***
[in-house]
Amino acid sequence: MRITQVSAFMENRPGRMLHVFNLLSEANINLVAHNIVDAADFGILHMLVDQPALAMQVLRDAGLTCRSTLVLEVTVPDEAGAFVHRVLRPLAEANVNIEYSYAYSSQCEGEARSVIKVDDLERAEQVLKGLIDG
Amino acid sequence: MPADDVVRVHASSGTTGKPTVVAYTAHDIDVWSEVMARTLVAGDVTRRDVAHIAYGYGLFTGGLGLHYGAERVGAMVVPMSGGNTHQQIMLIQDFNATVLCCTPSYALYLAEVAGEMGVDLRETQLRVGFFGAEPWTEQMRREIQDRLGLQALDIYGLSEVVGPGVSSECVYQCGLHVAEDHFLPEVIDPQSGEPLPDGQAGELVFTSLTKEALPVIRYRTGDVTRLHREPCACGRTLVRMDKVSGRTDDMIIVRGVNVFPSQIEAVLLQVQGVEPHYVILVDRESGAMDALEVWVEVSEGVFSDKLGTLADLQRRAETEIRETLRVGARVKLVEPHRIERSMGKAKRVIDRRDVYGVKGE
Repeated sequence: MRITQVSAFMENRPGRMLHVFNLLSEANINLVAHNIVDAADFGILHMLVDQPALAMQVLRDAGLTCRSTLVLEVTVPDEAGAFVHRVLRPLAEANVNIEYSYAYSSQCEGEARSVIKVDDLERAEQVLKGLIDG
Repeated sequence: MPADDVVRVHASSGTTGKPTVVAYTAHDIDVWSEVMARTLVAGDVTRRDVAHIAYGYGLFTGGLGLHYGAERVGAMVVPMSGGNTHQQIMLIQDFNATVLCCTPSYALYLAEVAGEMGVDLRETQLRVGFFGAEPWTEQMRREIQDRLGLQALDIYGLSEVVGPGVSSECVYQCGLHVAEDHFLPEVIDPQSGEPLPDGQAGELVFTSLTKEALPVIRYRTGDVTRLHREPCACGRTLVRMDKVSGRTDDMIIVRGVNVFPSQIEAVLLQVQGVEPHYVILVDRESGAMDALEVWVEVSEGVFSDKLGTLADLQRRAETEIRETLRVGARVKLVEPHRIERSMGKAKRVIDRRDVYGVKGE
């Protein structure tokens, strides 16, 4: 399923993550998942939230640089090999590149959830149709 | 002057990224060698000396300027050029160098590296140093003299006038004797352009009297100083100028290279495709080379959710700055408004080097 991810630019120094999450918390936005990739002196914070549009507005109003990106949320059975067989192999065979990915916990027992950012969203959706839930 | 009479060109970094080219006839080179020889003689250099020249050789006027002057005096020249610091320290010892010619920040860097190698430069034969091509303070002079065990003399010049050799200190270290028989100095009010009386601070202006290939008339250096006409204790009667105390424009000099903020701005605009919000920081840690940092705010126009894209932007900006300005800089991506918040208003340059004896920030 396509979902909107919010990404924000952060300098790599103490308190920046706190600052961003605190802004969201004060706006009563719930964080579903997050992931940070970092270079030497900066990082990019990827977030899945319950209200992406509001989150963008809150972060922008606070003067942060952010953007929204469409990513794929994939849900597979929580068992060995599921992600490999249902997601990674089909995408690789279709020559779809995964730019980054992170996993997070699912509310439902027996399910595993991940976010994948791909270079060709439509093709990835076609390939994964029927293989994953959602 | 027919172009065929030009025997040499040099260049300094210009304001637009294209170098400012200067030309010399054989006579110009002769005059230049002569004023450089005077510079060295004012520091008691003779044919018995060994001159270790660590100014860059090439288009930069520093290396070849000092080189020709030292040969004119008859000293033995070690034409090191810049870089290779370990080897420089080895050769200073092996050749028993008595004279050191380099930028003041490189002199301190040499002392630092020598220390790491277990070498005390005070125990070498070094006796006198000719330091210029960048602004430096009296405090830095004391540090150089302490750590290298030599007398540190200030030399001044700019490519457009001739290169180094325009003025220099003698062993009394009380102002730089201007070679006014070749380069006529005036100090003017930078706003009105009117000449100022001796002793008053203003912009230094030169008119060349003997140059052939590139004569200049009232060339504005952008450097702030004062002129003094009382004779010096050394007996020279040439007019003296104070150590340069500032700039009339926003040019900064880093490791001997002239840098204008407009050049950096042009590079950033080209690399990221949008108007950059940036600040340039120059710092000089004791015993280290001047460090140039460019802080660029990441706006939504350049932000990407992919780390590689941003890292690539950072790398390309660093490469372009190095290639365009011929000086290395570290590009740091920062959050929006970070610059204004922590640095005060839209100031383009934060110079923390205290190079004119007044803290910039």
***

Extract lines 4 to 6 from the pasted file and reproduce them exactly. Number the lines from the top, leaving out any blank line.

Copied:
Repeated sequence: MRITQVSAFMENRPGRMLHVFNLLSEANINLVAHNIVDAADFGILHMLVDQPALAMQVLRDAGLTCRSTLVLEVTVPDEAGAFVHRVLRPLAEANVNIEYSYAYSSQCEGEARSVIKVDDLERAEQVLKGLIDG
Repeated sequence: MPADDVVRVHASSGTTGKPTVVAYTAHDIDVWSEVMARTLVAGDVTRRDVAHIAYGYGLFTGGLGLHYGAERVGAMVVPMSGGNTHQQIMLIQDFNATVLCCTPSYALYLAEVAGEMGVDLRETQLRVGFFGAEPWTEQMRREIQDRLGLQALDIYGLSEVVGPGVSSECVYQCGLHVAEDHFLPEVIDPQSGEPLPDGQAGELVFTSLTKEALPVIRYRTGDVTRLHREPCACGRTLVRMDKVSGRTDDMIIVRGVNVFPSQIEAVLLQVQGVEPHYVILVDRESGAMDALEVWVEVSEGVFSDKLGTLADLQRRAETEIRETLRVGARVKLVEPHRIERSMGKAKRVIDRRDVYGVKGE
């Protein structure tokens, strides 16, 4: 399923993550998942939230640089090999590149959830149709 | 002057990224060698000396300027050029160098590296140093003299006038004797352009009297100083100028290279495709080379959710700055408004080097 991810630019120094999450918390936005990739002196914070549009507005109003990106949320059975067989192999065979990915916990027992950012969203959706839930 | 009479060109970094080219006839080179020889003689250099020249050789006027002057005096020249610091320290010892010619920040860097190698430069034969091509303070002079065990003399010049050799200190270290028989100095009010009386601070202006290939008339250096006409204790009667105390424009000099903020701005605009919000920081840690940092705010126009894209932007900006300005800089991506918040208003340059004896920030 396509979902909107919010990404924000952060300098790599103490308190920046706190600052961003605190802004969201004060706006009563719930964080579903997050992931940070970092270079030497900066990082990019990827977030899945319950209200992406509001989150963008809150972060922008606070003067942060952010953007929204469409990513794929994939849900597979929580068992060995599921992600490999249902997601990674089909995408690789279709020559779809995964730019980054992170996993997070699912509310439902027996399910595993991940976010994948791909270079060709439509093709990835076609390939994964029927293989994953959602 | 027919172009065929030009025997040499040099260049300094210009304001637009294209170098400012200067030309010399054989006579110009002769005059230049002569004023450089005077510079060295004012520091008691003779044919018995060994001159270790660590100014860059090439288009930069520093290396070849000092080189020709030292040969004119008859000293033995070690034409090191810049870089290779370990080897420089080895050769200073092996050749028993008595004279050191380099930028003041490189002199301190040499002392630092020598220390790491277990070498005390005070125990070498070094006796006198000719330091210029960048602004430096009296405090830095004391540090150089302490750590290298030599007398540190200030030399001044700019490519457009001739290169180094325009003025220099003698062993009394009380102002730089201007070679006014070749380069006529005036100090003017930078706003009105009117000449100022001796002793008053203003912009230094030169008119060349003997140059052939590139004569200049009232060339504005952008450097702030004062002129003094009382004779010096050394007996020279040439007019003296104070150590340069500032700039009339926003040019900064880093490791001997002239840098204008407009050049950096042009590079950033080209690399990221949008108007950059940036600040340039120059710092000089004791015993280290001047460090140039460019802080660029990441706006939504350049932000990407992919780390590689941003890292690539950072790398390309660093490469372009190095290639365009011929000086290395570290590009740091920062959050929006970070610059204004922590640095005060839209100031383009934060110079923390205290190079004119007044803290910039």